Tuesday, November 28, 2006

Existing Homes: Sales Up, Median Sales Price Down 3.5% YoY, Inventories Up

"Sales of existing U.S. homes rose 0.5% to a seasonally adjusted annual rate of 6.24 million in October, the first increase since February, the National Association of Realtors reported Tuesday. Economists were expecting sales to fall to 6.15 million annualized. September's sales were revised higher to 6.21 million from 6.18 million initially reported."

"Sales are down 11.5% in the past year. Median sales prices fell a record 3.5% year-over-year, the third decline in a row. Inventories of unsold homes increased 1.9% to 3.854 million, representing a 7.4-month supply at the October sales rate. It's the largest months' supply since April 1993." (MarketWatch)

“Sales of condos dropped 4.8% to 778,000. Median sales prices are down 5.3% in the past year to $214,300. Condo sales are down 14.5% in the past year. The inventory of unsold condos rose to 9.1 months. ‘That’s a segment of the marketplace that’s experiencing some pain,’ Lereah said.”

No folks this is not the bottom and the housing market will continue to decline. Overall, this is NOT a rosy report.


  1. Don't you love how the report tries to gloss over the South and West? When credit tightens, you won't think they're unrelated...

    David said "
    No folks this is not the bottom and the housing market will continue to decline. Overall, this is NOT a rosy report."

    Nicely understated...

  2. Today’s report on Sacramento has been released!
    Daily Home Price Analysis

  3. This question is off topic, but I need advice. What is the best tactic for low balling these sellers? Should I use the listing agent or should I go through one of the agents at their office? I've noticed when low balling the listing agent, some insist their listing is "priced right" which is BS. I know these greedy Brokers and agents want all the comission off the sale. I've done okay going directly through the listing agent, but not good enough..no deal. Any ideas or tactics?

  4. Here is a story on CNN that contridicts your post:

    New home sales slip, but prices jump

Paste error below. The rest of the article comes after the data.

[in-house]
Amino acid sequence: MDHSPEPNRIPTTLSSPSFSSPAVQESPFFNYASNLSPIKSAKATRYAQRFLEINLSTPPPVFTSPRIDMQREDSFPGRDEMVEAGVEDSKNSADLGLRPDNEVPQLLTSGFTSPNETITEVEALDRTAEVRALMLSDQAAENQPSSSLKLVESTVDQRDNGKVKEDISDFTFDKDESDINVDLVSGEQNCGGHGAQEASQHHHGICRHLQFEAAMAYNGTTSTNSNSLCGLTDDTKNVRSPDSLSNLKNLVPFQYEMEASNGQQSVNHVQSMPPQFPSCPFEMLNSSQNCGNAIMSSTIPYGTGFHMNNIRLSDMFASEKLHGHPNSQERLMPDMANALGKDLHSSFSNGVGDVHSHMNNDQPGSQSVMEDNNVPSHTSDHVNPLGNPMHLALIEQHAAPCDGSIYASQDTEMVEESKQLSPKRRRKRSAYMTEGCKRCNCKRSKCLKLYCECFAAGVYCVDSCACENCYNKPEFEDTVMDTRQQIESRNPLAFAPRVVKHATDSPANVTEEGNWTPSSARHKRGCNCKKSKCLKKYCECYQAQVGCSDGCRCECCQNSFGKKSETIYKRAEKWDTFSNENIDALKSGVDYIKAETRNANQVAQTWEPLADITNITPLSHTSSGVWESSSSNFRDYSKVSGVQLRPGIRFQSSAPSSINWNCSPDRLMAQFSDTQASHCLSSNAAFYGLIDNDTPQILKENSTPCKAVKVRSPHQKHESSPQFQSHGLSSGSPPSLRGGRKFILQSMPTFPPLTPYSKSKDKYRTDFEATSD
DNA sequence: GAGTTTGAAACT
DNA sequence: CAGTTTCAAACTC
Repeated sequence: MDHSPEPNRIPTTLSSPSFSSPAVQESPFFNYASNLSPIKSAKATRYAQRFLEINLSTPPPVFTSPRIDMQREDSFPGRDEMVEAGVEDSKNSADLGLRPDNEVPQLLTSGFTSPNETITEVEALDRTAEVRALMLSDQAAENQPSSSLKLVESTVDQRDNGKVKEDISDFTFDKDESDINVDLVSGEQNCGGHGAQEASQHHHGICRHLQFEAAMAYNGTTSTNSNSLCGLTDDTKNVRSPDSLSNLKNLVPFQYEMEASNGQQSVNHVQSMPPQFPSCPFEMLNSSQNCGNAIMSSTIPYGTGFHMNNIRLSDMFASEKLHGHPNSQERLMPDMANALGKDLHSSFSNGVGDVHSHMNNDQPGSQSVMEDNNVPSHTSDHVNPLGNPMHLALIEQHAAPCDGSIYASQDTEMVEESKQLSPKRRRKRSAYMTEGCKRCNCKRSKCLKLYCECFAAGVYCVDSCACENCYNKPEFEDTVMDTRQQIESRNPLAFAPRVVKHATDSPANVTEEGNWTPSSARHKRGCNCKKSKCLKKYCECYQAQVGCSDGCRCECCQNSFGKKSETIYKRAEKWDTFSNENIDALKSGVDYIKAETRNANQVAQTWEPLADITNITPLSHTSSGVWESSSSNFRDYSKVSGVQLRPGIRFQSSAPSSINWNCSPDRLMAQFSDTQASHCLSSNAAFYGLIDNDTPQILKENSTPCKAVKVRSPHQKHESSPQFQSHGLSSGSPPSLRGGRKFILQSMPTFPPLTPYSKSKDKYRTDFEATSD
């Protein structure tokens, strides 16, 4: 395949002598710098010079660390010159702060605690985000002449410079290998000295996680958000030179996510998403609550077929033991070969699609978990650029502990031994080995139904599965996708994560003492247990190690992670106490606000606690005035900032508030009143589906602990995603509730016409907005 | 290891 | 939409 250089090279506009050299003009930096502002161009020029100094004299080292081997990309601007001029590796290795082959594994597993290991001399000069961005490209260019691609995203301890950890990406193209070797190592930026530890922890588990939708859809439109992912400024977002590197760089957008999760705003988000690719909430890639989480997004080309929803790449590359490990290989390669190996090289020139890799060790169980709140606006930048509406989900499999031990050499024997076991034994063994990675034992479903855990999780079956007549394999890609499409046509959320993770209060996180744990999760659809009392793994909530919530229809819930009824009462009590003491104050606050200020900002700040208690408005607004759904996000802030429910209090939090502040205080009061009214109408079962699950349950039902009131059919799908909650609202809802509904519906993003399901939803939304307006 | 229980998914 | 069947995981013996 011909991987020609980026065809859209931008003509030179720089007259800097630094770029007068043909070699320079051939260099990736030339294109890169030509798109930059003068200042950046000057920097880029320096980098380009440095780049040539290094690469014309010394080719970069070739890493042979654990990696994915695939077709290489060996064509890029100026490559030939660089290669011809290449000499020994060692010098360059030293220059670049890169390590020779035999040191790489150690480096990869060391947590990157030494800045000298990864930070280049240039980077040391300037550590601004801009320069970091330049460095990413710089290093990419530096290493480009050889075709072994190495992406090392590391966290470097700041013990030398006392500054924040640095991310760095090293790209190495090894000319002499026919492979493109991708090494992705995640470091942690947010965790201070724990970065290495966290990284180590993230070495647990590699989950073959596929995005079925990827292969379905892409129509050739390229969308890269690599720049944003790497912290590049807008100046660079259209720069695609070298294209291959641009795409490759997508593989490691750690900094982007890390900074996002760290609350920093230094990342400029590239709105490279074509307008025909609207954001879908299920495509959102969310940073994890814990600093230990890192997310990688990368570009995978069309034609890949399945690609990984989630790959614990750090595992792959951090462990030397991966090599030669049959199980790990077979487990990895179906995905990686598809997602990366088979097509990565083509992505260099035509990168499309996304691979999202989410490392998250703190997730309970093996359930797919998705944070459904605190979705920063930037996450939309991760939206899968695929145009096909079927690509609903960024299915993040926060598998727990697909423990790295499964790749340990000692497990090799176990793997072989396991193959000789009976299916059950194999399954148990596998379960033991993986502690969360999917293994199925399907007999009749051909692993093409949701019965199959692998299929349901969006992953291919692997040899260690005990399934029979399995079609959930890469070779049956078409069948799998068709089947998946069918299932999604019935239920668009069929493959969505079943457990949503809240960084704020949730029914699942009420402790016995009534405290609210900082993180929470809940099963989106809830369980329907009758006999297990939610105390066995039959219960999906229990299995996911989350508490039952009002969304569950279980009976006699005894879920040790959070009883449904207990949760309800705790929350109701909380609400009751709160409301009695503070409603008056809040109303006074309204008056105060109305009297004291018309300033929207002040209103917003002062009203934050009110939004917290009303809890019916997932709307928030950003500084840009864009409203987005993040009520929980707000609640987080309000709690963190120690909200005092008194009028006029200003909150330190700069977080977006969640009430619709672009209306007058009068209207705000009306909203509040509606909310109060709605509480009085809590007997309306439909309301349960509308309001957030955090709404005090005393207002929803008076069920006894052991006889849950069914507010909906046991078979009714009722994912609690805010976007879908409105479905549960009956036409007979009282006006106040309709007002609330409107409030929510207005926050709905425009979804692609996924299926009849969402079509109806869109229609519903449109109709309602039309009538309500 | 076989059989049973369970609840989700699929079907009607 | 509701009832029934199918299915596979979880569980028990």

Pace of new home sales falls much more than expected, as supply of homes on market hits record; prices show surprising strength.
    November 29 2006: 10:14 AM EST

    NEW YORK (CNNMoney.com) -- The pace of new home sales fell more than expected in October, although prices showed strength after a couple months of weakness, according to a government report.

    The pace of new home sales fell to an annual rate of just over 1.0 million from 1.04 million in September, which was also revised lower. Economists surveyed by Briefing.com had forecast that the annual sales rate would fall to 1.05 million from the original reading of a 1.08 million sales pace in September.
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    But the median price of a new home sold in the month jumped to $248,500, according to the report, up from $218,200 in September and $243,900 a year earlier. Other measures of housing prices have all reported a recent drop in home prices.

    Major builders, including Pulte Home (Charts), Centex (Charts), D.R. Horton (Charts), Lennar (Charts), KB Home (Charts) and Toll Brothers (Charts) have all seen sales and earnings fall sharply this year in the face of the housing slowdown, with many warning the sector has yet to find a bottom. Most have also reported lower prices for homes due to a glut of supply on the market.

    That oversupply continued to grow in Wednesday's report, rising to a record 166,000 completed homes available for sale.


  5. razor - today's lowball offer will be next year's full asking price offer. why rush to buy now and deal with resistant sellers and their agents?

    in all seriousness, lowballing can and does work in certain circumstances. years back, i bought a house for 25% below asking. it generally works if the subject property has been on the market for a long time and if the seller is motivated (needs to move out of the area, has already moved out of the area, facing financial pressures, etc.).